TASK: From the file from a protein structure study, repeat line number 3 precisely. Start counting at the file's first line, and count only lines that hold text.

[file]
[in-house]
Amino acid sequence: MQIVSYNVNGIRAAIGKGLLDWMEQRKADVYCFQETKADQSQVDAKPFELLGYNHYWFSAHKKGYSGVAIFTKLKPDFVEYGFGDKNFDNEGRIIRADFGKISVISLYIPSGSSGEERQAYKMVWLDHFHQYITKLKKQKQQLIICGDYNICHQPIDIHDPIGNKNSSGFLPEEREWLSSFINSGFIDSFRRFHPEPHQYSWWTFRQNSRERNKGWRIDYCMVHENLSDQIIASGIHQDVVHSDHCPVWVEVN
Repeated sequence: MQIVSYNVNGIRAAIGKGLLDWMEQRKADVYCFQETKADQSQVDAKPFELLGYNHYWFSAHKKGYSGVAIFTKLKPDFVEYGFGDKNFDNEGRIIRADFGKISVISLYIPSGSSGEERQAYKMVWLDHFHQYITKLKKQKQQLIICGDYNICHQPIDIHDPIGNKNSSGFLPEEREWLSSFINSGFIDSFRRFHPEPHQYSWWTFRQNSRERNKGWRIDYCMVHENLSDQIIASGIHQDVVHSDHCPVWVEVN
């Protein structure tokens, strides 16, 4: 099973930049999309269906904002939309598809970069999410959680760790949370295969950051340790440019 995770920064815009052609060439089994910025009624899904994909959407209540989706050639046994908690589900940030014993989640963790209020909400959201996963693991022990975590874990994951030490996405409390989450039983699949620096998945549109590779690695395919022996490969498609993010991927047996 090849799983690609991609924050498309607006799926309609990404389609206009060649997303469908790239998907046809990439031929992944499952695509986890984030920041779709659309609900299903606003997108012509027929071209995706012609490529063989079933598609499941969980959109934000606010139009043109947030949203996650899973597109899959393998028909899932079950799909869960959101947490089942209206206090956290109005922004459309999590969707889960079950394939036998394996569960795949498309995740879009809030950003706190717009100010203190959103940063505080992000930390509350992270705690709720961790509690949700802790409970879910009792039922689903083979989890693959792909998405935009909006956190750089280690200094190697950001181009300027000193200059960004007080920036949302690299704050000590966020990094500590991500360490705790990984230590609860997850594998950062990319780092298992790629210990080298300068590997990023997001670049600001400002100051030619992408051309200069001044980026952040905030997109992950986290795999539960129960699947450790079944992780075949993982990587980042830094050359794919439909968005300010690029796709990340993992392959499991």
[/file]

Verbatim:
Repeated sequence: MQIVSYNVNGIRAAIGKGLLDWMEQRKADVYCFQETKADQSQVDAKPFELLGYNHYWFSAHKKGYSGVAIFTKLKPDFVEYGFGDKNFDNEGRIIRADFGKISVISLYIPSGSSGEERQAYKMVWLDHFHQYITKLKKQKQQLIICGDYNICHQPIDIHDPIGNKNSSGFLPEEREWLSSFINSGFIDSFRRFHPEPHQYSWWTFRQNSRERNKGWRIDYCMVHENLSDQIIASGIHQDVVHSDHCPVWVEVN